# Identify the individual sides (or boundary) of the binary image.

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Sam Ade on 16 Dec 2021
Commented: Image Analyst on 17 Dec 2021
I have a binary image that looks like the attached picture. I am trying to identify the XY coordinates of the inner curve (in red)), as well as the outer curve (in yellow) without using a method that first find the central axis of the entire white pixel. I will appreciate any hint or pointers on doing this.
Sam Ade on 17 Dec 2021
Thank you all for input.
I found @Matt J solution most efficient and works well for other similar test images.
Thank you @Matt J

Matt J on 16 Dec 2021
I=(1:size(bw,1))';
[~,Jred]=max(bw,[],2);
[~,Jyellow]=max( cumsum(bw,2),[],2);
imshow(bw);hold on
k=Jred>1;
plot(Jred(k),I(k),'xr');
k=Jyellow>1;
plot( Jyellow(k),I(k),'xy');hold off
yanqi liu on 16 Dec 2021
yes，sir，it is a great method
for every row，use start index to left，use cumsum index to right

KSSV on 16 Dec 2021
I1 = rgb2gray(I) ;
I2 = imbinarize(I1) ;
[y,x] = find(I2) ;
idx = boundary(x,y) ;
xb = x(idx) ;
yb = y(idx) ;
imshow(I)
hold on
plot(xb,yb,'-*g')

yanqi liu on 16 Dec 2021
clc; clear all; close all;
bw = im2bw(img);
bw = imfill(bwareafilt(imopen(bw, strel('disk', 3)), 1), 'holes');
be = bwperim(bw);
be2 = bwareafilt(imopen(be, strel('line', 2, 0)), 2);
be2 = imdilate(be2, strel('disk', 50));
be(be2) = 0;
% left and right
c = find(bw(round(size(bw,1)/2), :));
be1 = bwselect(be, c(1), round(size(bw,1)/2));
be2 = bwselect(be, c(end), round(size(bw,1)/2));
figure; imshow(bw);
hold on;
[r1,c1] = find(be1); plot(c1,r1,'r.')
[r2,c2] = find(be2); plot(c2,r2,'y.')

Image Analyst on 16 Dec 2021
Edited: Image Analyst on 16 Dec 2021
[EDIT] I created an image and am attaching it. And added comments to the bottom of the post.
You forgot to attach the original binary image. What I'd do to find the left and right edge is scan down line by line using find():
imshow(binaryImage);
axis('on', 'image');
impixelinfo;
[rows, columns] = size(binaryImage)
% Find left and right edges.
leftEdge = nan(rows, 1);
rightEdge = nan(rows, 1);
for row = 1 : rows
col = find(binaryImage(row, :), 1, 'first');
if ~isempty(col)
leftEdge(row) = col;
rightEdge(row) = find(binaryImage(row, :), 1, 'last');
end
end
% Plot edges over original image.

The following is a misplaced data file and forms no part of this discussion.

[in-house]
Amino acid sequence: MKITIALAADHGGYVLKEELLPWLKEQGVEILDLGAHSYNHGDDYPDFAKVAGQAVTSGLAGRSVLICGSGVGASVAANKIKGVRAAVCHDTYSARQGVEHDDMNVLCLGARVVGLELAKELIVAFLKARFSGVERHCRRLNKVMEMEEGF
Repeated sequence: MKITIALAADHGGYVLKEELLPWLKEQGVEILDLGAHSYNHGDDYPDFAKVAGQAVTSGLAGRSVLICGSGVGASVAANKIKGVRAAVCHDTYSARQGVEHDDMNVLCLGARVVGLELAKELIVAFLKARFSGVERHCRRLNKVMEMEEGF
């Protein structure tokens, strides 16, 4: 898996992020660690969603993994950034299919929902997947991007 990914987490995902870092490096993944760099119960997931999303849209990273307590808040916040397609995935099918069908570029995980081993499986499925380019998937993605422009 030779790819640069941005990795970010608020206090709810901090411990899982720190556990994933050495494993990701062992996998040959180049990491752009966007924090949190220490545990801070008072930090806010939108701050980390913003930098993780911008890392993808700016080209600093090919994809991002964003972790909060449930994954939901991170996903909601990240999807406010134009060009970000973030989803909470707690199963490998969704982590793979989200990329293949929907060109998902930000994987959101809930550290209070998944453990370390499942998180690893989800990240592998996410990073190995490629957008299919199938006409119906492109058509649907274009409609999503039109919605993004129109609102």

r = 1 : rows;
hold on;
lineWidth = 5; % Whatever you want.
plot(leftEdge, r, 'r-', 'LineWidth', lineWidth);
plot(rightEdge, r, 'y-', 'LineWidth', lineWidth);
% Maximize figure
g = gcf;
g.WindowState = 'maximized'
I'm not exactly sure what you mean by "inside" and "outside". You actually show lines along the left edge and right edge. Since they overlay the blob it's hard to tell if they are inside the blob (covering white pixels) or outside the blob (covering black pixels). Actually it looks like you hand drew the colored lines and so they wander from outside to inside and back outside again.
But, for each line in the image, each edge has one pixel that is outside (and it will be black) and one pixel that will be inside (and it will be white). My left and right edges are inside -- meaning they lie on the white pixels. If you want the black pixels, which are outside the blob, you need to subtract 1 from leftEdge and add one to rightEdge.
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Image Analyst on 17 Dec 2021
Looks like it's because you are using a JPG image with dark compression artifacts. The others solutions also show these bad artifacts since their edges are fuzzy. This is why one should never ever use JPG images for image analysis. Use only uncompressed format images, like PNG. If you had used a PNG image, it would have been perfect. If you want to try to salvage the bad image, try to threshold it.
if max(binaryImage(:)) > 1
% Actually it's a gray scale image. Try to avoid dark, noisy artifacts.
binaryImage = binaryImage > 128; % or some threshold that works.
end